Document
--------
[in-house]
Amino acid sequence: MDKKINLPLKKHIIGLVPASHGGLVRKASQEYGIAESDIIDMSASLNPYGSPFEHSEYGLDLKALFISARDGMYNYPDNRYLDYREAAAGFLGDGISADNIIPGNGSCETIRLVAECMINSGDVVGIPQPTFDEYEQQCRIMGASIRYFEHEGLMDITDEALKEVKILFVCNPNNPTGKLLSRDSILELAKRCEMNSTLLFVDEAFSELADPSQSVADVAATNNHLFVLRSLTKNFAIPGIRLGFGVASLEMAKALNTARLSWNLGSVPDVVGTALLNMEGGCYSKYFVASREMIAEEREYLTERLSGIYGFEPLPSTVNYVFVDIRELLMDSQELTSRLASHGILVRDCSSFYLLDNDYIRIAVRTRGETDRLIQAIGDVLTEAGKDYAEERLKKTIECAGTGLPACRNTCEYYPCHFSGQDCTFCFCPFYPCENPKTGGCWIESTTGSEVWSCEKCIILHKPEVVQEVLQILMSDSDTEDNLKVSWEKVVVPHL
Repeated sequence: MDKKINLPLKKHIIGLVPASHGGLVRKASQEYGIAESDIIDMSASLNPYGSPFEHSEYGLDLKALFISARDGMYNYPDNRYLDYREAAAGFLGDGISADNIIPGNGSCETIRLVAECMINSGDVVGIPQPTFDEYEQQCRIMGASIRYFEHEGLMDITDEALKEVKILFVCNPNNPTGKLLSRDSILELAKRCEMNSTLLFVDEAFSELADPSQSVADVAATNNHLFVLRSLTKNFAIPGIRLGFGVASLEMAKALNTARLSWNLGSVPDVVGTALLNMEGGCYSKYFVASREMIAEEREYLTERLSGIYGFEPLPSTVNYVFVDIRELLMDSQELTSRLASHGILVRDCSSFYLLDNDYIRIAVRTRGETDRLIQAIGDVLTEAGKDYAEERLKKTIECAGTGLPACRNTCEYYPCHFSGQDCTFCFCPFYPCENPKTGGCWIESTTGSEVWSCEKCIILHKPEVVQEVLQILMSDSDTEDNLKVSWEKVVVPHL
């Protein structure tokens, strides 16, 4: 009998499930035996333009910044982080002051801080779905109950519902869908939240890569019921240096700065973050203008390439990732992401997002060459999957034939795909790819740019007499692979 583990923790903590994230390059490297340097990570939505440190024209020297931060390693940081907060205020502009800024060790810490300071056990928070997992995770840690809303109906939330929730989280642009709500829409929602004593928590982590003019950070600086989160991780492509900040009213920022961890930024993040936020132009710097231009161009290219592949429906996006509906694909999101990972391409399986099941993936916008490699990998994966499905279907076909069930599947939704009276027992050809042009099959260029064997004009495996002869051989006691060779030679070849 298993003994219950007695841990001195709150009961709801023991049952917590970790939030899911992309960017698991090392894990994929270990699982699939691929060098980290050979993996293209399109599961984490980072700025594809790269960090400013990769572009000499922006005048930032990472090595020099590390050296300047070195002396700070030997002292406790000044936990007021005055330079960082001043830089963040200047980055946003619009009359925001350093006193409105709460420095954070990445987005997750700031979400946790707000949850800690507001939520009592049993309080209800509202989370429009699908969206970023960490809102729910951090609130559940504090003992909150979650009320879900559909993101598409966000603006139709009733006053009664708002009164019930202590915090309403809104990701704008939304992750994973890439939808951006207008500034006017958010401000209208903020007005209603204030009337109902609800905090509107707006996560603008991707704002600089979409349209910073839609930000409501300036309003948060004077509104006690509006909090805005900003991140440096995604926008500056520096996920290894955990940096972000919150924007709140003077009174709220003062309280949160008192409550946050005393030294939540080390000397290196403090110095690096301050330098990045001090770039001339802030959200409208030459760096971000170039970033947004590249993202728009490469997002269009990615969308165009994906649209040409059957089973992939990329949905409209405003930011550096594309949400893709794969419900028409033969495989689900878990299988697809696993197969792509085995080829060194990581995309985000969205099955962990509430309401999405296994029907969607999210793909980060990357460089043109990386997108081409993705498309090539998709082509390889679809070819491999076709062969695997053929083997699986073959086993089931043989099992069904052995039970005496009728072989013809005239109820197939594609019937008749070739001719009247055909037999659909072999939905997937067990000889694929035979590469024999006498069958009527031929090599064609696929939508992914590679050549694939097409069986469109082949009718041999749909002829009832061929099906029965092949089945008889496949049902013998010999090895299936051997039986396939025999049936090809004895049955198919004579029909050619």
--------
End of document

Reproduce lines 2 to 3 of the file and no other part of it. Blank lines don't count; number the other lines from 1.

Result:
Amino acid sequence: MDKKINLPLKKHIIGLVPASHGGLVRKASQEYGIAESDIIDMSASLNPYGSPFEHSEYGLDLKALFISARDGMYNYPDNRYLDYREAAAGFLGDGISADNIIPGNGSCETIRLVAECMINSGDVVGIPQPTFDEYEQQCRIMGASIRYFEHEGLMDITDEALKEVKILFVCNPNNPTGKLLSRDSILELAKRCEMNSTLLFVDEAFSELADPSQSVADVAATNNHLFVLRSLTKNFAIPGIRLGFGVASLEMAKALNTARLSWNLGSVPDVVGTALLNMEGGCYSKYFVASREMIAEEREYLTERLSGIYGFEPLPSTVNYVFVDIRELLMDSQELTSRLASHGILVRDCSSFYLLDNDYIRIAVRTRGETDRLIQAIGDVLTEAGKDYAEERLKKTIECAGTGLPACRNTCEYYPCHFSGQDCTFCFCPFYPCENPKTGGCWIESTTGSEVWSCEKCIILHKPEVVQEVLQILMSDSDTEDNLKVSWEKVVVPHL
Repeated sequence: MDKKINLPLKKHIIGLVPASHGGLVRKASQEYGIAESDIIDMSASLNPYGSPFEHSEYGLDLKALFISARDGMYNYPDNRYLDYREAAAGFLGDGISADNIIPGNGSCETIRLVAECMINSGDVVGIPQPTFDEYEQQCRIMGASIRYFEHEGLMDITDEALKEVKILFVCNPNNPTGKLLSRDSILELAKRCEMNSTLLFVDEAFSELADPSQSVADVAATNNHLFVLRSLTKNFAIPGIRLGFGVASLEMAKALNTARLSWNLGSVPDVVGTALLNMEGGCYSKYFVASREMIAEEREYLTERLSGIYGFEPLPSTVNYVFVDIRELLMDSQELTSRLASHGILVRDCSSFYLLDNDYIRIAVRTRGETDRLIQAIGDVLTEAGKDYAEERLKKTIECAGTGLPACRNTCEYYPCHFSGQDCTFCFCPFYPCENPKTGGCWIESTTGSEVWSCEKCIILHKPEVVQEVLQILMSDSDTEDNLKVSWEKVVVPHL